My winter overnighter or for multiday trips is a Gregory Baltoro 75. I’ve only had it for three seasons, but I am very happy with it. It could be a bit lighter, but that is ‘splitting hairs’.Apr 17, 2021 at 8:20 pm #3709303BPLwiiaSpectator
I use a Seek Outside Fortress 6,300 (breakway platform) which I love. The main bag alone is 6,300ci or 100L. Then add the Talon, top lid, and two belt pockets and you’re pushing 120L+. It is a featherweight compared to my McHale.
For day hikes and overnight, I just got a SO Gila (integrated platform). It rides like a dream and is only 2lb 10oz. I’ll be ordering a custom 4,800 bag in either X-21 XPac or the SpectraGridHT and will use it without a Talon so it will weigh 2lb 12oz. Swap out the Gila and 4,800 bags as needed.Jan 29, 2023 at 8:24 am #3771706
Still rocking the Divide; I purchased one of their Merlin day packs which integrates into their packs like a Talon (can compress external loads with it). Kind of handy if your winter base (or outside of winter for that matter) camping and plan on some day hikes out of the camp.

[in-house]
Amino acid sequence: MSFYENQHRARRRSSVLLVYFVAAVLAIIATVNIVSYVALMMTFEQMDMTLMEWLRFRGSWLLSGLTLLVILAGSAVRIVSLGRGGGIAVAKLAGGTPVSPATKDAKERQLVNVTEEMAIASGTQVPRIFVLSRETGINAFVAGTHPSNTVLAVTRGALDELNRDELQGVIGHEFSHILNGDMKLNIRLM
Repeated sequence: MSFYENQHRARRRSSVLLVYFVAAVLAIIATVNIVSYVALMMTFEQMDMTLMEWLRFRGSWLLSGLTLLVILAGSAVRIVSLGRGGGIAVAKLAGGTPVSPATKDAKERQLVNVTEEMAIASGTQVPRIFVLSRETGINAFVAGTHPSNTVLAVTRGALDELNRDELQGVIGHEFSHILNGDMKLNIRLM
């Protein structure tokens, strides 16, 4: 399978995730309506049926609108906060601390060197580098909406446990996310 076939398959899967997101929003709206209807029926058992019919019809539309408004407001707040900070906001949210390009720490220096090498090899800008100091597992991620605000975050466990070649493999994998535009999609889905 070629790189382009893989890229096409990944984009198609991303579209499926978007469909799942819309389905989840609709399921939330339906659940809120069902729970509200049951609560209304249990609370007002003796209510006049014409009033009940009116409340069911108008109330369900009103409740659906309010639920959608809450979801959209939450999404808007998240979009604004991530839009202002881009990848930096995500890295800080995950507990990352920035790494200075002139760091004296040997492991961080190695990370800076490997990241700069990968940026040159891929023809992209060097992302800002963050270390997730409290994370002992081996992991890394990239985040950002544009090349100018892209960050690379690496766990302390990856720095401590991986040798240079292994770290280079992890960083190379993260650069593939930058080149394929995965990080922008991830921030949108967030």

I’ve also experimented with using my Divide for hunting as well- I didn’t get to test it with a really heavy load this year (got my elk out on a pulk), but did haul a couple of deer and antelope with it. Handled those with no drama.Jan 29, 2023 at 1:17 pm #3771732Chris KBPL Member
Mike how do you like that daypack for more typical daypack use?Jan 29, 2023 at 1:49 pm #3771734
Mike how do you like that daypack for more typical daypack use?
Actually pretty well. It’s light- 12 oz, obviously no frame whatsoever, but with typical day hiking loads it’s comfortable. I put a folded up ccf pad (my sit pad) where I think a bladder is supposed to go for a little rigidity on the back. I added a waist belt to it using some of their 3/4″ webbing, quick release buckle and gate keepers- to prevent swinging when you’re rock scrambling.
- You must be logged in to reply to this topic.
Our Community Posts are Moderated
Backpacking Light community posts are moderated and here to foster helpful and positive discussions about lightweight backpacking. Please be mindful of our values and boundaries and review our Community Guidelines prior to posting.